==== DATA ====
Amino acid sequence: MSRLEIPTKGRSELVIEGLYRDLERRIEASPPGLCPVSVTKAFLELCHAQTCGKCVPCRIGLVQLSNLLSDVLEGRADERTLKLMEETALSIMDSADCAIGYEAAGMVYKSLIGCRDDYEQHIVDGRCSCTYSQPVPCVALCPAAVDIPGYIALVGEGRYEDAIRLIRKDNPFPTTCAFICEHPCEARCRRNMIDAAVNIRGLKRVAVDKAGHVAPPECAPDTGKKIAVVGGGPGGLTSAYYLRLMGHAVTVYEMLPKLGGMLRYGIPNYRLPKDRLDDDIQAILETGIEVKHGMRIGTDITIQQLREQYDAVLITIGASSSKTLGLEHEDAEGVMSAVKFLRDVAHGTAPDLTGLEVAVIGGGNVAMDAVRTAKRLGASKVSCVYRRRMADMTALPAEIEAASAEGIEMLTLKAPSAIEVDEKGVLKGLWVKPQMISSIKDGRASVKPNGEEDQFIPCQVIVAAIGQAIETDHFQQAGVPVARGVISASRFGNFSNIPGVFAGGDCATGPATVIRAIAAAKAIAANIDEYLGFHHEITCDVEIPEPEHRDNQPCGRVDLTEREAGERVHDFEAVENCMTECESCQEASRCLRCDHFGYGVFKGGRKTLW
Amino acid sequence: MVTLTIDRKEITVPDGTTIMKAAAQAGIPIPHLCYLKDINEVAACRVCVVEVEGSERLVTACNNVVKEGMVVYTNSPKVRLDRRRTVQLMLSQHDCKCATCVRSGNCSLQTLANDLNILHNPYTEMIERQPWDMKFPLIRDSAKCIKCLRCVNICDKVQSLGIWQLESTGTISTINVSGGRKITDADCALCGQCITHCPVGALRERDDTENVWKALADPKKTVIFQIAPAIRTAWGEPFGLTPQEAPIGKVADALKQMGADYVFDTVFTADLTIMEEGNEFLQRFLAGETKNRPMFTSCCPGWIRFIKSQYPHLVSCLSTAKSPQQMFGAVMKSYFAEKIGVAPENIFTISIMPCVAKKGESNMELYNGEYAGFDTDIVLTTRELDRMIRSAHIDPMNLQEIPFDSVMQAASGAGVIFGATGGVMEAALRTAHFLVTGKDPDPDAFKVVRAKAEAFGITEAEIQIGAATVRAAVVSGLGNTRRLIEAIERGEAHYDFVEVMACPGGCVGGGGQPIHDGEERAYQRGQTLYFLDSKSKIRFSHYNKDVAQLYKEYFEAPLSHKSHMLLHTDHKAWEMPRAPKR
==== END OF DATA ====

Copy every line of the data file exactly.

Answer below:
Amino acid sequence: MSRLEIPTKGRSELVIEGLYRDLERRIEASPPGLCPVSVTKAFLELCHAQTCGKCVPCRIGLVQLSNLLSDVLEGRADERTLKLMEETALSIMDSADCAIGYEAAGMVYKSLIGCRDDYEQHIVDGRCSCTYSQPVPCVALCPAAVDIPGYIALVGEGRYEDAIRLIRKDNPFPTTCAFICEHPCEARCRRNMIDAAVNIRGLKRVAVDKAGHVAPPECAPDTGKKIAVVGGGPGGLTSAYYLRLMGHAVTVYEMLPKLGGMLRYGIPNYRLPKDRLDDDIQAILETGIEVKHGMRIGTDITIQQLREQYDAVLITIGASSSKTLGLEHEDAEGVMSAVKFLRDVAHGTAPDLTGLEVAVIGGGNVAMDAVRTAKRLGASKVSCVYRRRMADMTALPAEIEAASAEGIEMLTLKAPSAIEVDEKGVLKGLWVKPQMISSIKDGRASVKPNGEEDQFIPCQVIVAAIGQAIETDHFQQAGVPVARGVISASRFGNFSNIPGVFAGGDCATGPATVIRAIAAAKAIAANIDEYLGFHHEITCDVEIPEPEHRDNQPCGRVDLTEREAGERVHDFEAVENCMTECESCQEASRCLRCDHFGYGVFKGGRKTLW
Amino acid sequence: MVTLTIDRKEITVPDGTTIMKAAAQAGIPIPHLCYLKDINEVAACRVCVVEVEGSERLVTACNNVVKEGMVVYTNSPKVRLDRRRTVQLMLSQHDCKCATCVRSGNCSLQTLANDLNILHNPYTEMIERQPWDMKFPLIRDSAKCIKCLRCVNICDKVQSLGIWQLESTGTISTINVSGGRKITDADCALCGQCITHCPVGALRERDDTENVWKALADPKKTVIFQIAPAIRTAWGEPFGLTPQEAPIGKVADALKQMGADYVFDTVFTADLTIMEEGNEFLQRFLAGETKNRPMFTSCCPGWIRFIKSQYPHLVSCLSTAKSPQQMFGAVMKSYFAEKIGVAPENIFTISIMPCVAKKGESNMELYNGEYAGFDTDIVLTTRELDRMIRSAHIDPMNLQEIPFDSVMQAASGAGVIFGATGGVMEAALRTAHFLVTGKDPDPDAFKVVRAKAEAFGITEAEIQIGAATVRAAVVSGLGNTRRLIEAIERGEAHYDFVEVMACPGGCVGGGGQPIHDGEERAYQRGQTLYFLDSKSKIRFSHYNKDVAQLYKEYFEAPLSHKSHMLLHTDHKAWEMPRAPKR